Most of the children she worked with were thought to have AIDS.  It was assumed that their short lives would involve only a crib and a coffin.  It was also thought that, after so long without contact, these children would never be able to love.  But when she looked at one young boy, she thought she saw a spark.  She thought he has suffering from hunger and neglect, but only from hunger and neglect.  She thought he was something special.  The more she worked with him, the more she thought he was an amazing survivor in a terrible place.  She took him from his crib and into the sunshine.  She taught him to walk, play, and love.  And she loved him in return.
She asked to adopt the child, but was refused.  Zimbabwean law was strict on allowing adoptions by foreigners.  So she stayed in Zimbabwe.  Stayed long enough to apply for citizenship.  Stayed long enough to badger the courts into agreement.  Stayed until she won her adoption and got her child.
Then, in the dark of night, she took her new child in her arms and like thousands of other refugees fleeing violence and starvation in Zimbabwe, she walked across the border.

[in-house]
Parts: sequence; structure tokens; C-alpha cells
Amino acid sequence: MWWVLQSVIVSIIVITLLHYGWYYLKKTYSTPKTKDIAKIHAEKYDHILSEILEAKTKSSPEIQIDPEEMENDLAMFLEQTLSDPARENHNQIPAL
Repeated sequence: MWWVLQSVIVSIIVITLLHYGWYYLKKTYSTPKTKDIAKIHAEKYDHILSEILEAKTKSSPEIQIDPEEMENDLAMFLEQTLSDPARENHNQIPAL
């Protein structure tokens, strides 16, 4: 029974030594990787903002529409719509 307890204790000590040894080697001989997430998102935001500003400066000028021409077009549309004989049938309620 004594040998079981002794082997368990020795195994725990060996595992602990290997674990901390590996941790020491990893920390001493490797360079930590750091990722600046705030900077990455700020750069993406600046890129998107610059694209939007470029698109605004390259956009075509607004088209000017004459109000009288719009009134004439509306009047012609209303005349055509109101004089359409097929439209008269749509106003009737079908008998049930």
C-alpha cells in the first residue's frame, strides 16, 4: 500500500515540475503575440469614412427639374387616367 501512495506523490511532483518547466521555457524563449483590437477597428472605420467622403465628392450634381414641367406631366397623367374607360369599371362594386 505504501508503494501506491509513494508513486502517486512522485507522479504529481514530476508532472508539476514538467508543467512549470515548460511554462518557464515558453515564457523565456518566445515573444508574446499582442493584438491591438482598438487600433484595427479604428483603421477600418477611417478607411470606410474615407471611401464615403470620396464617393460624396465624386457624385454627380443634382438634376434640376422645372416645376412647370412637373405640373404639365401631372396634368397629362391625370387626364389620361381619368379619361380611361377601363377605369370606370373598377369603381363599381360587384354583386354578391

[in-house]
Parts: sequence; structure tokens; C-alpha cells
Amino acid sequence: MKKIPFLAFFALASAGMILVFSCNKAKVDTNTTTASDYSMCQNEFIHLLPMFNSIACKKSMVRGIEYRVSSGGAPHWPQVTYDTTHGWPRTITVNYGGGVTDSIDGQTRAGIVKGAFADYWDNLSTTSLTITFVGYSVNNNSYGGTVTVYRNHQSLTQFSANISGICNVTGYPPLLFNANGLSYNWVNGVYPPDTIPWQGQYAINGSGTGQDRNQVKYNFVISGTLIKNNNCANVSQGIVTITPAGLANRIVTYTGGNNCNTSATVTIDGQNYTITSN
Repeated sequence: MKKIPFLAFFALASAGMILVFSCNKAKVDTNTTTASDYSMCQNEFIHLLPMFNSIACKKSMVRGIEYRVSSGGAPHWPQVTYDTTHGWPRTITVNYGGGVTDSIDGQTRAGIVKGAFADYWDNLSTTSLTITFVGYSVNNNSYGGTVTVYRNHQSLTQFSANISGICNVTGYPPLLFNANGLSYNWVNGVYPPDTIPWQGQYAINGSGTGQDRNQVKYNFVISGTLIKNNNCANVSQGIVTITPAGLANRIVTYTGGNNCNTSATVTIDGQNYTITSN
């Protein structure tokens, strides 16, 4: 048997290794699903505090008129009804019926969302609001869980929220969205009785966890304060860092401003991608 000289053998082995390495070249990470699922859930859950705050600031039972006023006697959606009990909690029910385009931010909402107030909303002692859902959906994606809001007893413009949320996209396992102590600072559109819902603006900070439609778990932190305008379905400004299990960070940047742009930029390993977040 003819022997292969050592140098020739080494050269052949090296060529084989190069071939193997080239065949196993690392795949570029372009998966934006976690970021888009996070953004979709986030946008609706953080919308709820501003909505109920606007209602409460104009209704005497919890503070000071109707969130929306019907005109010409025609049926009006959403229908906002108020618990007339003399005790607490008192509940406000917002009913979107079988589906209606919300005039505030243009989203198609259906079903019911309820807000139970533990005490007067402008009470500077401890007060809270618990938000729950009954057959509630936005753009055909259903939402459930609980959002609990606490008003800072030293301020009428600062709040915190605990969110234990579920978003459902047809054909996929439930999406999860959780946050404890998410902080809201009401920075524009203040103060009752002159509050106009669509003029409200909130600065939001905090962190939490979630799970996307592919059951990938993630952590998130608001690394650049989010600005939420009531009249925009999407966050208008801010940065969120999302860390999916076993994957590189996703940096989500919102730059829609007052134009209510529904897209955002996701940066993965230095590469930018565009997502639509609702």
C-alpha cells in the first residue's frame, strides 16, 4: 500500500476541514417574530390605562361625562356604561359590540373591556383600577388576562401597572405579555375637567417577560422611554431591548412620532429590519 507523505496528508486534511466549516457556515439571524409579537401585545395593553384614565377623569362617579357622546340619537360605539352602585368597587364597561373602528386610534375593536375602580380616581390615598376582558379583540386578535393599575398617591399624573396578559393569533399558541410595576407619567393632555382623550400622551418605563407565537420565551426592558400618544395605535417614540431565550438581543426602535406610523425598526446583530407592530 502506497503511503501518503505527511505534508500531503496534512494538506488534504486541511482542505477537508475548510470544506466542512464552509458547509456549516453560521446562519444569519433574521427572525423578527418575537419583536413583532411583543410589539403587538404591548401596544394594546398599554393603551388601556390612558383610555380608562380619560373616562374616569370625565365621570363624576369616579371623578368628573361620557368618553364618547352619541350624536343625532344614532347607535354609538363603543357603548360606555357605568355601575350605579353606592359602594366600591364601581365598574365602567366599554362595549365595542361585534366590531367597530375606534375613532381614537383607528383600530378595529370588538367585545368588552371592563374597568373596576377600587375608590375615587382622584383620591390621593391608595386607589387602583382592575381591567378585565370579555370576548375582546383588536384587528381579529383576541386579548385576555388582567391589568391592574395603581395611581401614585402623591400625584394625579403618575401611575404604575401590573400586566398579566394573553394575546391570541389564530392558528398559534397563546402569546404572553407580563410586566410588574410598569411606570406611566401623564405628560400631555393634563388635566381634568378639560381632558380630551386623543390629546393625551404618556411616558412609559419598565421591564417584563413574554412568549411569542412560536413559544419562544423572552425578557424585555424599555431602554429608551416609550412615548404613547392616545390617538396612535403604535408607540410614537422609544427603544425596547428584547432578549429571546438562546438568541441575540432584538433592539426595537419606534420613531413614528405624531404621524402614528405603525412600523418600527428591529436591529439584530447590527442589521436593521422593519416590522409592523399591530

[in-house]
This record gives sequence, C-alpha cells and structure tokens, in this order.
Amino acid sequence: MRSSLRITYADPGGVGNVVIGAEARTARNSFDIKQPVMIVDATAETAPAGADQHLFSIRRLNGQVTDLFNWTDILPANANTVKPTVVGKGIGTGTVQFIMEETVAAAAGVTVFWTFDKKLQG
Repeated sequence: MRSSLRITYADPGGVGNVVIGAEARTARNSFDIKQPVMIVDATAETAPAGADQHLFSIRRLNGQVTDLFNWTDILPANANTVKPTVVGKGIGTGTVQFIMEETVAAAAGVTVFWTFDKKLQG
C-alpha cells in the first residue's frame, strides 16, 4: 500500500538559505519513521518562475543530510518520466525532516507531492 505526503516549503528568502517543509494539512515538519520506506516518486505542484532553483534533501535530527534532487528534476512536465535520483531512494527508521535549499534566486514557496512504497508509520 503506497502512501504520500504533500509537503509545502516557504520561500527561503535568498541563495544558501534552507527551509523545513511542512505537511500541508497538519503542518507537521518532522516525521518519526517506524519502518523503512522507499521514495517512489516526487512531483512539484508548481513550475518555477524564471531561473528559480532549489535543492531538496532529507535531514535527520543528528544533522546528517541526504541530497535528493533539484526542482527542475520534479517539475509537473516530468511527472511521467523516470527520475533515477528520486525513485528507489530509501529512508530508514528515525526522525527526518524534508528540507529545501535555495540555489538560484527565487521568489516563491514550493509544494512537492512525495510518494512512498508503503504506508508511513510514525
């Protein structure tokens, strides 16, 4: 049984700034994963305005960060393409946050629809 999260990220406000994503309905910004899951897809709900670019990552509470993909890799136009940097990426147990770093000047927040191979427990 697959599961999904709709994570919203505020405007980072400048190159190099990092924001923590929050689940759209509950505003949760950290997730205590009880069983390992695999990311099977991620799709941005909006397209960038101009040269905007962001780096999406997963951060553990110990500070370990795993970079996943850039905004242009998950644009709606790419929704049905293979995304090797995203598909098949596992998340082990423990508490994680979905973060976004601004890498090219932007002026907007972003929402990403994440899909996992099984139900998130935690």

I've only seen the child once.  He was laughing as he ran around a park in St. Louis, deliriously excited by water tumbling from a fountain.   She looked just the same after all her journeys.  Slender and beautiful, with blue jeans and a backpack, a half smile on her face as she watched her son. Just the same as I remembered when I would see her sitting on a park bench at lunchtime, reading Walden, or a Kurt Vonnegut novel.  
They're in the United States now.  She has an ordinary job again and a child to raise, but I'd bet that her life is not heavier, not even by a gram. She went to discover something about the lives of women, and she found it.
My own plans don't involve world travel.  Quite the opposite.  I'm planning to put out some sweet potatoes, white corn, carrots, and peppers of every color.  I'm planning to pull those wood working tools out of the closet and tackle a project I've put off for a long time.  At the end of the year, I'm hoping that I will be sleeping on a bed that I made, and be eating more food from my own garden.  The scale may not agree, but I think I'll be lighter.

Wednesday, December 21, 2011

Thoughts at Christmas

First, allow me to thank everyone who has taken the time to read some or all of this journal during the year.  I am going to make a conscious effort to post far more frequently in 2012, and encourage more feedback from visitors.  So please, if you like something you read, or hate it, let me know.  There will be more photographs and more poems and definitely more essays, but making those more insightful- more significant for myself and for you requires a degree of feedback, and that is certainly welcomed.